Whether or not you believe in ghosts, Jody‘s crew thinks the mythology behind historical buildings and locations can be fascinating. Visiting America’s “haunted history” can be a great way to spice up any vacation and is probably easier than you think. Most locations steeped in history have ghost stories.
Here is a list of some of the more famous locations to get you started:
St. Louis Cemetery in New Orleans: The St. Louis Cemetery is probably immediately recognizable and is rumored to be haunted by a variety of ghosts, most notoriously the ghost of Voodoo Queen Mary Laveau.
Winchester Mansion: The home of Sarah Winchester, widow of William Wirt Winchester (son of famed rifle maker). This mansion is most famous for its long hallways, stair cases to nowhere, mirror tricks and doors that open to reveal brick walls. After the death of her husband and daughter a medium told Sarah the family was cursed for the deaths their rifle-building lineage had caused. To appease these dead Sarah was required to build them a house for the dead and never stop building. The construction went on nearly no stop for 38 years.
Trans-Allegheny Lunatic Asylum: Constructed in 1858 this building is the largest hand-cut stone building in North America. The asylum stopped treating patients in 1994. Guided tours are available and it is rumored that the ghosts of Civil War soldiers and patients roam the two miles of hallways.
Stepp Cemetery, Illinois: Several gruesome myths, from cults to grieving mothers unburying their dead children, surround this famous cemetery in which less than two dozen disintegrating graves still stand.
Moundsville Penitentiary, West Virginia: This Gothic style prison is said to house many ghosts, but is most famous for its resident, the Shadow Man. The Shadow Man was supposedly a maintenance man who was stabbed to death by inmates for snitching to guards about inmate activity. Sunset tours available.
Gettysburg Battle Field, Pennsylvania: During the infamous Civil War battle more than 50,000 soldiers were killed. Today it is said their ghosts still roam the fields, hills and forests. Groans, moans, cannon and gunfire supposedly can be heard all over the grounds; however, The Devil’s Den, where dozens of limbs and bodies were discovered after the war, is a favorite ghost hunting site.
Other spots to visit include the Stanley Hotel, probably made most famous as the set for The Shining, the St. Augustine Lighthouse , The Myrtles Plantation and The Bell Witch Cave.
More info about all these locations can be found in the original article.
Jody Victor’s crew found that there are trips you go on based on your personality. But don’t we do that already? If you’re not a beach person, you might not want to go Hawaii. If you’re not adventuresome, why would you go on a safari?
Let’s see what the article from Huffington Post says about the first 8 types:
The Classic Traveler:
This type likes organization and consistency. Traveling to a new place requires a plan. Maybe a guided tour of win country in Tuscan, Italy.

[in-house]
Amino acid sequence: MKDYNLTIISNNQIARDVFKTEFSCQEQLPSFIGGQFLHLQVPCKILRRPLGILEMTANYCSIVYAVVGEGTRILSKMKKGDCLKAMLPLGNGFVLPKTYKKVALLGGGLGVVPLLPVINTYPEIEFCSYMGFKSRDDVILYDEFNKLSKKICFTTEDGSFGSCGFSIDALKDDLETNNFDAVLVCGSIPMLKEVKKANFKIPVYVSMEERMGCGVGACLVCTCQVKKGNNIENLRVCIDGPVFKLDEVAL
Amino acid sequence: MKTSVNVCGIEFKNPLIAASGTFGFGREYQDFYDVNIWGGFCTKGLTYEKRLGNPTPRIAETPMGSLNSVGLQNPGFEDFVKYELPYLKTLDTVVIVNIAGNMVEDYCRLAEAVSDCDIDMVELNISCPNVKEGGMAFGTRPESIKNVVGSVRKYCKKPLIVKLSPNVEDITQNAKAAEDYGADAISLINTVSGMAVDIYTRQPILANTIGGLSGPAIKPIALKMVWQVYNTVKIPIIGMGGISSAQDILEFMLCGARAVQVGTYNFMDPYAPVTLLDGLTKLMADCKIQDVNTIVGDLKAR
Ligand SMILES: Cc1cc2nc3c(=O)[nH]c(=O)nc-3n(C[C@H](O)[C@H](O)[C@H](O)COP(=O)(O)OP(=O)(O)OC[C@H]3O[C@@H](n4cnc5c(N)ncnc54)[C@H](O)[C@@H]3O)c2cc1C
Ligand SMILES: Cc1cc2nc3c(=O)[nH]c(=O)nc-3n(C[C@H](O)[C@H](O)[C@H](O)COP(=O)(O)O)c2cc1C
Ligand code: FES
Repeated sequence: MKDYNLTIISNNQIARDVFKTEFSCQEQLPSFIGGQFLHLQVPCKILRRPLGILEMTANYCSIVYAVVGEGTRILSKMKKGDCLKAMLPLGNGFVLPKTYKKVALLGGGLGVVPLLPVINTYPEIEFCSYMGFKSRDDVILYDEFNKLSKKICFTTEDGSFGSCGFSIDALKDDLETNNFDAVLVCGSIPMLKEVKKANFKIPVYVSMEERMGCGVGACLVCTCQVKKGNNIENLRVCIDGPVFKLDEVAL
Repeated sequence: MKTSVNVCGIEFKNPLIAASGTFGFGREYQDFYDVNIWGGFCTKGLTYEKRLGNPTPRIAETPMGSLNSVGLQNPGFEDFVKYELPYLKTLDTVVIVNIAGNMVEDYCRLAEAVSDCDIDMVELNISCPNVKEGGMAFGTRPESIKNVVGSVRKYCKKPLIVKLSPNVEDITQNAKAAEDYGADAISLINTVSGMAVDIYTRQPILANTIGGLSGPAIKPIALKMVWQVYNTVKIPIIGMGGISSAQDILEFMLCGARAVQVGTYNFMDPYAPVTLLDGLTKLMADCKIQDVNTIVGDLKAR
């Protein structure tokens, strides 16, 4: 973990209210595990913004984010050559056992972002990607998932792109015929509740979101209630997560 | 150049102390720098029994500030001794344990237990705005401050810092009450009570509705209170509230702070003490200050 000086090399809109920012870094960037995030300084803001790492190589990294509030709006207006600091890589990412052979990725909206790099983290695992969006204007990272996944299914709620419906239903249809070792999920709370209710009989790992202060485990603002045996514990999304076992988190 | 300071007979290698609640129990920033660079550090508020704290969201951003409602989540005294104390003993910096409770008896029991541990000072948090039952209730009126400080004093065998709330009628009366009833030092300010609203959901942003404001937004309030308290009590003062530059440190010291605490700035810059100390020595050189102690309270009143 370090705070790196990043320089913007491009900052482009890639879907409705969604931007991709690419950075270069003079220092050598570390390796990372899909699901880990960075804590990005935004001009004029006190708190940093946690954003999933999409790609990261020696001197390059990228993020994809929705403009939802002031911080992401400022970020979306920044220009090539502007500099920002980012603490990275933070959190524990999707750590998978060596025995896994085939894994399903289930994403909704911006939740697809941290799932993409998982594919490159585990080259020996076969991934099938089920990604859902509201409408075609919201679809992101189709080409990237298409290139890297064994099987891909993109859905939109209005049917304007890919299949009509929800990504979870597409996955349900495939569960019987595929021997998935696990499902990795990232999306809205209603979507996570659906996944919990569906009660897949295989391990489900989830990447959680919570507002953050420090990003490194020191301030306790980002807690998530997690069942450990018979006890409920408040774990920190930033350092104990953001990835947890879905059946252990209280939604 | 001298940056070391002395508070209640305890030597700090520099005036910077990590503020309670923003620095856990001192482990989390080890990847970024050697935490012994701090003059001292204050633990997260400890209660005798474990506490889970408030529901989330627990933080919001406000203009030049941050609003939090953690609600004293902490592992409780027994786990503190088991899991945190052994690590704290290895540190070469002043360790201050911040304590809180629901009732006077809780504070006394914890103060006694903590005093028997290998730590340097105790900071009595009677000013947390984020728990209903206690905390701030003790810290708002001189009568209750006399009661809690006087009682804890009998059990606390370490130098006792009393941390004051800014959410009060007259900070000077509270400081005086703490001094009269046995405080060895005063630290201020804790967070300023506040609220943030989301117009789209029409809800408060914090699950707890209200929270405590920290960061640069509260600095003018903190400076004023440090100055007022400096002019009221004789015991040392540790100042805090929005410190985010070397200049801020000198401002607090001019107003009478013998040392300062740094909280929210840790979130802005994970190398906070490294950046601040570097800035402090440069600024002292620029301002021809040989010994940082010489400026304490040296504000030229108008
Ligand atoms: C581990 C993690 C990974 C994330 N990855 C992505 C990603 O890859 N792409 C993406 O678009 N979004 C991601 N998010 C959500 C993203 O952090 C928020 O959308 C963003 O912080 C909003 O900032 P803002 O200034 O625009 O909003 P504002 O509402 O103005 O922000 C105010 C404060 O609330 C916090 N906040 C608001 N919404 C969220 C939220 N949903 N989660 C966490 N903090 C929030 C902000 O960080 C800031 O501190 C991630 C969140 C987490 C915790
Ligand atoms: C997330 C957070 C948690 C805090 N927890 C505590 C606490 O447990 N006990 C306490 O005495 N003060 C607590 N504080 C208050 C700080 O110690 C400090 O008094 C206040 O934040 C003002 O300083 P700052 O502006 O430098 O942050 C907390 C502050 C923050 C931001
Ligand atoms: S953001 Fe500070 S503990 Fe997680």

The Harmonious Traveler:
This traveler likes peace and harmony. It is suggested to retreat to Kasbah du Toubkal Ecolodge in Marrakech, Morocco. It is eco-friendly as well.
The Altruistic Traveler:
This traveling type is creative and nurturing. Helping others gives satisfaction. This traveler may make their time off a service trip. They suggest you check out National Geographic for top volunteer vacations. (This writer also suggest checking out local churches for mission trips, such as helping to rebuild homes in Haiti, New Orleans, or other places hit by disasters. Or even spend time with Habitat for Humanity.)
The Posh Traveler:
This traveler is logical and analytical. They have intellectual discussions and have high standards. London is a good destination as there is a lot of history, art, museums, campuses and rich literary history.
The Wild Traveler:
This type is independent and adapts easily. They love outdoors and seek thrills. Places might be backpacking in New Zealand where they can also bungee jump, canyon, and skydive.
The Chill Traveler:
A Chill Traveler is low key, cheerful and often are artistically talented. A laid back island vacation may be perfect – relaxing, snorkeling, sailing, volleyball. Check out Old San Juan.
The Offbeat Traveler:
Offbeat travelers are found to be artistic and idealistic. This type might like to go to India.
The Scholarly Traveler:
This traveler is a thinker, loves logic, innovation, philosophy, and art. A trip to Florence, Italy to visit the Duomo.
Next time, we will look at the other 8 types and their best vacation fit.
“Vacation” means to be free from obligations; leisure, release, to be empty or free. It is a respite or period away from something. It’s a state of being unoccupied or vacating. In England it is called “holiday”. Here in the US, someone goes on vacation while in England they go on holiday.
Staycation is a term combining “stay” and “vacation”. Most of the time, people may use it to say they are taking time off from work but aren’t going anywhere. Maybe they will spend time working around home.
Daycation is used to describe a day trip. Some daycation ideas: go to a local landmark, zoo, museum, spa day, tour of a local facility that offers them, waterparks, golf, shopping, sports event, etc.
Nearcation can be used to describe a vacation in which you aren’t traveling too far away. Maybe to a campsite 3 hours away, or an overnight stay in a nearby city.
The upsides: no travel headaches, less money spent, not worrying about forgetting something, no TSA rules or luggage to worry about.
The downsides: you might be too accessible through email or phone; you don’t get to explore too far outside your environs.
~ Jody Victor